8:00 AM
 Synthesizing multiple data types for biological conservation using integrated population models
Sarah P. Saunders, Michigan State University; Elise Zipkin, Michigan State University
8:20 AM
 Use of integrated population models to assess timing and intensity of density dependence in population vital rates
Todd Arnold, University of Minnesota; David N. Koons, Utah State University; Michael Schaub, Swiss Ornithological Institute
8:40 AM
 Integrated population models uncover cryptic drivers of population dynamics in migratory birds
Mitch D. Weegman, University of Missouri; Todd Arnold, University of Minnesota; David J. Hodgson, University of Exeter, Cornwall Campus; Stuart Bearhop, University of Exeter Cornwall; Anthony David Fox, Aarhus University; Russell D. Dawson, University of Northern British Columbia; David W. Winkler, Cornell Lab of Ornithology; Robert G. Clark, Environment and Climate Change Canada
9:00 AM
 IPM²: Combining integral projection and integrated population models
Floriane Plard, Swiss Ornithological Institute; Daniel Turek, Williams College; Michael Schaub, Swiss Ornithological Institute
9:40 AM
9:50 AM
 Study design considerations for integrated population models: Improving conservation and management of polar bears
Nathan J. Hostetter, USGS Patuxent Wildlife Research Center; Sarah J. Converse, USGS Washington Cooperative Fish and Wildlife Research Unit, University of Washington; Eric V. Regehr, Polar Science Center - Applied Physics Laboratory, University of Washington
10:10 AM
 Data integration to decompose detection probability and improve abundance estimation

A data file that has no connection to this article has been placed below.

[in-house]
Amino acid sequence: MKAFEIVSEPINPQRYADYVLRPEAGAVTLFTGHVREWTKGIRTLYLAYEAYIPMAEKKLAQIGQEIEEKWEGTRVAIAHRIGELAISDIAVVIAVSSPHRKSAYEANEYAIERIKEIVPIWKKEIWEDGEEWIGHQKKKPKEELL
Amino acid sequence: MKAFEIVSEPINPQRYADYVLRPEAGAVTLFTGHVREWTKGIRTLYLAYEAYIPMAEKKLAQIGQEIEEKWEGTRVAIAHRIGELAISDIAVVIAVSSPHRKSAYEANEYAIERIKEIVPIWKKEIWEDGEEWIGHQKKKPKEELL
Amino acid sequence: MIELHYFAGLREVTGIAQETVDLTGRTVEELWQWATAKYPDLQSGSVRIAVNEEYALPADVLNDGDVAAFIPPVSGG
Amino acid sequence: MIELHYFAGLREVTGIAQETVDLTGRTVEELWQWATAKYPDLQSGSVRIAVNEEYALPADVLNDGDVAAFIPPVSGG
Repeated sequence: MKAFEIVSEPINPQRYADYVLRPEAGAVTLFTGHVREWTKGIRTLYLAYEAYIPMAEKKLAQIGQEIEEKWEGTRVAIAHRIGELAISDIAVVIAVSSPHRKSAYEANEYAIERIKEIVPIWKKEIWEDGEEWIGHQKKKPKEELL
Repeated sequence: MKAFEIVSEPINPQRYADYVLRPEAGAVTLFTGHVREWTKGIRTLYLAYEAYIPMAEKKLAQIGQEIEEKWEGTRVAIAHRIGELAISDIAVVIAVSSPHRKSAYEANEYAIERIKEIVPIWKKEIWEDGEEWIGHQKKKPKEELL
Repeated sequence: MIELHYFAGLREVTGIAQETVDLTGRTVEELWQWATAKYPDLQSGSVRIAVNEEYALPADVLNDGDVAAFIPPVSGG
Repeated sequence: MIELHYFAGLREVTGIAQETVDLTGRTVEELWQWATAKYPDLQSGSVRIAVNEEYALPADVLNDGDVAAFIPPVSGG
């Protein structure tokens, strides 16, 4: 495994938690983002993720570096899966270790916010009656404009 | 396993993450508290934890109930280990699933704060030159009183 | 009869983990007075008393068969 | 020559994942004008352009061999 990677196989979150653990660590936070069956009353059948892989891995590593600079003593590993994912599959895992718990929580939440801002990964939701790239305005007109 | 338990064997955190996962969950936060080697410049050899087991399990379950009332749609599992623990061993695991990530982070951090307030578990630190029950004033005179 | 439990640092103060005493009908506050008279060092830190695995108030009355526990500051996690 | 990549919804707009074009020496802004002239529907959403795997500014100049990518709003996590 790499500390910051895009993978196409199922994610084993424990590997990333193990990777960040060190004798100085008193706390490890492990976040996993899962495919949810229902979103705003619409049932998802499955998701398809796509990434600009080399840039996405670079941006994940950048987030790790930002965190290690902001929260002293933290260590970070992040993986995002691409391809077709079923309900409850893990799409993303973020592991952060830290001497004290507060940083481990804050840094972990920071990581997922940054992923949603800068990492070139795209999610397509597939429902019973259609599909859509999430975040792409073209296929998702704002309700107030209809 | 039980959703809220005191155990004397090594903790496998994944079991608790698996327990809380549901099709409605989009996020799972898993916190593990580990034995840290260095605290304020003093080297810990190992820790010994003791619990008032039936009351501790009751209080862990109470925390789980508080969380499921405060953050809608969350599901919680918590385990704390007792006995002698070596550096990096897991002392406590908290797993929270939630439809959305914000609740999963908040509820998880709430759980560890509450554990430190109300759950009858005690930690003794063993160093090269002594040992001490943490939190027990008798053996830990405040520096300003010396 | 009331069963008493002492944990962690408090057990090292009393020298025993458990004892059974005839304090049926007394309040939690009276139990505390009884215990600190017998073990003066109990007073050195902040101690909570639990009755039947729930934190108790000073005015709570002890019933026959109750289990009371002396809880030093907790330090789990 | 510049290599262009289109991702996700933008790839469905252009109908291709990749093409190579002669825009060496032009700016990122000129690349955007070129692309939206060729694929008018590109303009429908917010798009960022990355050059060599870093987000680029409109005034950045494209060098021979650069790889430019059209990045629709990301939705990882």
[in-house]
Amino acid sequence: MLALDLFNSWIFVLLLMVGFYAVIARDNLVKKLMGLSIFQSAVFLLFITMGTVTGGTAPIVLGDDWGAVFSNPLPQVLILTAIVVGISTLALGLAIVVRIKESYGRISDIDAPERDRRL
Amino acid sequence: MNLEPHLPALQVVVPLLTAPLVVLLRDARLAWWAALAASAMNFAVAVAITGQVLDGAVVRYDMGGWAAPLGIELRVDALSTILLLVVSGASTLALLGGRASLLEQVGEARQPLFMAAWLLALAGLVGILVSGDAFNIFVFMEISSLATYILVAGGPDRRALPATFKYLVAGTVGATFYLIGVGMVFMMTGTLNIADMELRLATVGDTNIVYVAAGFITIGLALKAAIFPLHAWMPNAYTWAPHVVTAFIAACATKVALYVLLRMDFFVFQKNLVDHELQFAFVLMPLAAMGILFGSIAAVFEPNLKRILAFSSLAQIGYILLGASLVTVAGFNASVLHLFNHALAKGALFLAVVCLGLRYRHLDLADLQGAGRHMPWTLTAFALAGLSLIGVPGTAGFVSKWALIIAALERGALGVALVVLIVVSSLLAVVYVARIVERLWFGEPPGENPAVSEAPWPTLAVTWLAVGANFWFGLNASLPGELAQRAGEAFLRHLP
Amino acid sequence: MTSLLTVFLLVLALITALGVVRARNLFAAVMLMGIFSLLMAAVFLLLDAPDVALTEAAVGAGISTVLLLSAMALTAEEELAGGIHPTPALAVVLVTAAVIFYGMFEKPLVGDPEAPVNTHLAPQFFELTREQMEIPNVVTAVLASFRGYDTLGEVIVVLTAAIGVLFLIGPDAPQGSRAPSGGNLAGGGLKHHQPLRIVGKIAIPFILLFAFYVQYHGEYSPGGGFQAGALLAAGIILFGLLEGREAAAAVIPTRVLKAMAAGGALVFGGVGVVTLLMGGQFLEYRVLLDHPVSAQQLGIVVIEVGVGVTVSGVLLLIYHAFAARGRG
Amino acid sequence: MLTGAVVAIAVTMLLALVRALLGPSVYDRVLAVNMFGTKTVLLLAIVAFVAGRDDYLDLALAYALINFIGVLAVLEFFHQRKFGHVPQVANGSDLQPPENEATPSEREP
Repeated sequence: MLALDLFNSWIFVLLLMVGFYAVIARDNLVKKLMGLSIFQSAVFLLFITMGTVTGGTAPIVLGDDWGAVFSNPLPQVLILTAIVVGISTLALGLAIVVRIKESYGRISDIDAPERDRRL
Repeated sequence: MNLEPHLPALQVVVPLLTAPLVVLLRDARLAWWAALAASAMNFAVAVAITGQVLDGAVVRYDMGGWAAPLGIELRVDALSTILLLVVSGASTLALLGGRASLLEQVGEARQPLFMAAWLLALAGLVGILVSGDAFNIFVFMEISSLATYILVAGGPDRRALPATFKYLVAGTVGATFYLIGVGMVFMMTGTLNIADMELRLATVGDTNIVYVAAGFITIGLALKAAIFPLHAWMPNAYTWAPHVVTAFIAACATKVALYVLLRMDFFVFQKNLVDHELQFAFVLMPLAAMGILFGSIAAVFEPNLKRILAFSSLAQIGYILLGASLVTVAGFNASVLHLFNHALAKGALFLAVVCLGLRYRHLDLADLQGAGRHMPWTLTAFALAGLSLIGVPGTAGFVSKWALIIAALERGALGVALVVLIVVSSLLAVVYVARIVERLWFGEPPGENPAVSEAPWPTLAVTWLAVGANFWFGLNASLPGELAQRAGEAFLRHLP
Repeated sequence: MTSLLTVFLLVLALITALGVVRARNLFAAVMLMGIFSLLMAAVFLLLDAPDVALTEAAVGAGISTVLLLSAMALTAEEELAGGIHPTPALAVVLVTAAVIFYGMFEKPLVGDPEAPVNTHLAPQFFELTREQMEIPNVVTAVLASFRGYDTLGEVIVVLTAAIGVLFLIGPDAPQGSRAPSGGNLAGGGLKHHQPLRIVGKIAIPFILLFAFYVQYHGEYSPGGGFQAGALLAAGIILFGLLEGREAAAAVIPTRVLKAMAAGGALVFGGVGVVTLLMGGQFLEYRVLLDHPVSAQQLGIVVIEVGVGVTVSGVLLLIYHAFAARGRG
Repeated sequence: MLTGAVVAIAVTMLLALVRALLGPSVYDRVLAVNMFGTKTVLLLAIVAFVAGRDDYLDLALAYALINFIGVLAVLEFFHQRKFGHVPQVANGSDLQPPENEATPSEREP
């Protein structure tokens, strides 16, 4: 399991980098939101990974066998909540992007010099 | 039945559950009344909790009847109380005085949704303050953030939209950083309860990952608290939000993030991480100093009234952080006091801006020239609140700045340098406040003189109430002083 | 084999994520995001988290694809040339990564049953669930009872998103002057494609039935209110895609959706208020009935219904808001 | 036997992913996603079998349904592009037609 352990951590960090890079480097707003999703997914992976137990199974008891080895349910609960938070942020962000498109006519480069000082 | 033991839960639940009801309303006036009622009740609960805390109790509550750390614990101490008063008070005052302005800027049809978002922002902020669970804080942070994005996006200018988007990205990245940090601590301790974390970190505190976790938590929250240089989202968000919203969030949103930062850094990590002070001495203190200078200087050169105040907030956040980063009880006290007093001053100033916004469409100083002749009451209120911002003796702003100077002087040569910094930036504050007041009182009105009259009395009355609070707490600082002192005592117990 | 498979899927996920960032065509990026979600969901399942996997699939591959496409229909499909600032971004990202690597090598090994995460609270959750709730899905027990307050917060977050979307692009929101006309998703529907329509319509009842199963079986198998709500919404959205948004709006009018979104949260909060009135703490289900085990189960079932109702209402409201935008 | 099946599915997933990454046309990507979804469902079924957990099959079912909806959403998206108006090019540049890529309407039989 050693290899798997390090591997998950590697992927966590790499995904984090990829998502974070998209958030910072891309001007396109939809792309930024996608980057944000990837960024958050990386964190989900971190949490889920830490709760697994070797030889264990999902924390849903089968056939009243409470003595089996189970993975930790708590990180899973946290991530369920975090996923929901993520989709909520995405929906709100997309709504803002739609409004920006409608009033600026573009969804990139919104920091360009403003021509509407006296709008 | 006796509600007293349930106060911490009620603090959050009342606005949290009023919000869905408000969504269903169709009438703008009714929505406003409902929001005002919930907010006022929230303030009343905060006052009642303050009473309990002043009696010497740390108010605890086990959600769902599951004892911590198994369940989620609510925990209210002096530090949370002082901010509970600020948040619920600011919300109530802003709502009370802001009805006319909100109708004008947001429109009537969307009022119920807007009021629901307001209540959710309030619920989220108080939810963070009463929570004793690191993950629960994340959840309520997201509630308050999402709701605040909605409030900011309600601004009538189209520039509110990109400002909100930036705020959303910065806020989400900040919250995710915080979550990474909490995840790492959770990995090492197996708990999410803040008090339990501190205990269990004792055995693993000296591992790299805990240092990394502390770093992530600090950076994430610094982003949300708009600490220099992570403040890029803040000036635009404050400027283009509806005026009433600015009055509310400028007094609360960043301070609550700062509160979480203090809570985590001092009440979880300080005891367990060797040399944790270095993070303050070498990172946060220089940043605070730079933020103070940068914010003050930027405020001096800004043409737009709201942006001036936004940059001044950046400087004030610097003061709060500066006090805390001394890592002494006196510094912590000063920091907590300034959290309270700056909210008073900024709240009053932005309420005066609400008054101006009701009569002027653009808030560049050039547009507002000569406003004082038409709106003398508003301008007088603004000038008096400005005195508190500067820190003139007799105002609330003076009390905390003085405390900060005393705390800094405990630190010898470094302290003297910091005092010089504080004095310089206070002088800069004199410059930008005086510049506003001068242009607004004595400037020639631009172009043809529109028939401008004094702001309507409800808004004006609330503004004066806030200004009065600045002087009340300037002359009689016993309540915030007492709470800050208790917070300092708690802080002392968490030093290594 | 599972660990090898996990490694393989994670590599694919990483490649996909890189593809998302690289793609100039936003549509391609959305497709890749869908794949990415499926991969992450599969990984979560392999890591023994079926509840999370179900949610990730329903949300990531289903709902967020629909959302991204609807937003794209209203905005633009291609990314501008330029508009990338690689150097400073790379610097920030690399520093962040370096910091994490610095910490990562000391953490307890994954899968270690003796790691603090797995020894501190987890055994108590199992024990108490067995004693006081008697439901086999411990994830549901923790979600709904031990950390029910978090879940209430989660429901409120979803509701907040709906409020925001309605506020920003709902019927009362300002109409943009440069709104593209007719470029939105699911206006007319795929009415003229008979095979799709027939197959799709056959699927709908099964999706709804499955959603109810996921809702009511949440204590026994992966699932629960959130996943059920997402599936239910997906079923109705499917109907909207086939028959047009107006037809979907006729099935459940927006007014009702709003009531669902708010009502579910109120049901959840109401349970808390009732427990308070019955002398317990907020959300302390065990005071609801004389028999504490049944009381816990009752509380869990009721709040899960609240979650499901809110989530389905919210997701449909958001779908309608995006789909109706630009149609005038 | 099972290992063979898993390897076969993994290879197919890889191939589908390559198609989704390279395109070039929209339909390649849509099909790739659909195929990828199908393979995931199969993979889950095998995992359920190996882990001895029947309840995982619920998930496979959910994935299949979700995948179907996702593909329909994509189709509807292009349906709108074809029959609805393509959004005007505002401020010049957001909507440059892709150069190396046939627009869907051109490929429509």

Beth Gardner, University of Washington; Nathan J. Hostetter, USGS Patuxent Wildlife Research Center; Scott Sillett, Smithsonian Conservation Biology Institute; Theodore R. Simons, U.S. Geological Survey/North Carolina State University
10:30 AM
 Challenges and opportunities for uniting citizen science and planned surveys for predicting species distributions
Robert J. Fletcher Jr., University of Florida; Trevor Heffley, Kansas State University; Robert A. McCleery, University of Florida
10:50 AM
 Spatially hierarchical occupancy models for between-patch and within-patch dynamics
Morgan W. Tingley, University of Connecticut; Andrew N. Stillman, University of Connecticut; Robert L. Wilkerson, Institute for Bird Populations; Christine A. Howell, USDA Forest Service; Rodney B. Siegel, Institute for Bird Populations
11:10 AM
 Modeling metapopulation dynamics in coupled natural-human systems: Integrating rails, wetlands, landowners, drought, and disease
Steven R. Beissinger, University of California at Berkeley; Nathan van Schmidt, UC Berkeley; Laurie A. Hall, University of California at Berkeley; Sean M. Peterson, UC Berkeley; Lynn Huntsinger, University of California Berkeley; Tracy V, Hruska, UC Berkeley; Jose L. Oviedo, Consejo Superior de Investigaciones Científicas, Madrid; Norman L. Miller, University of California Berkeley; Tony Kovach, University of California Santa Cruz; A. Marm Kilpatrick, University of California, Santa Cruz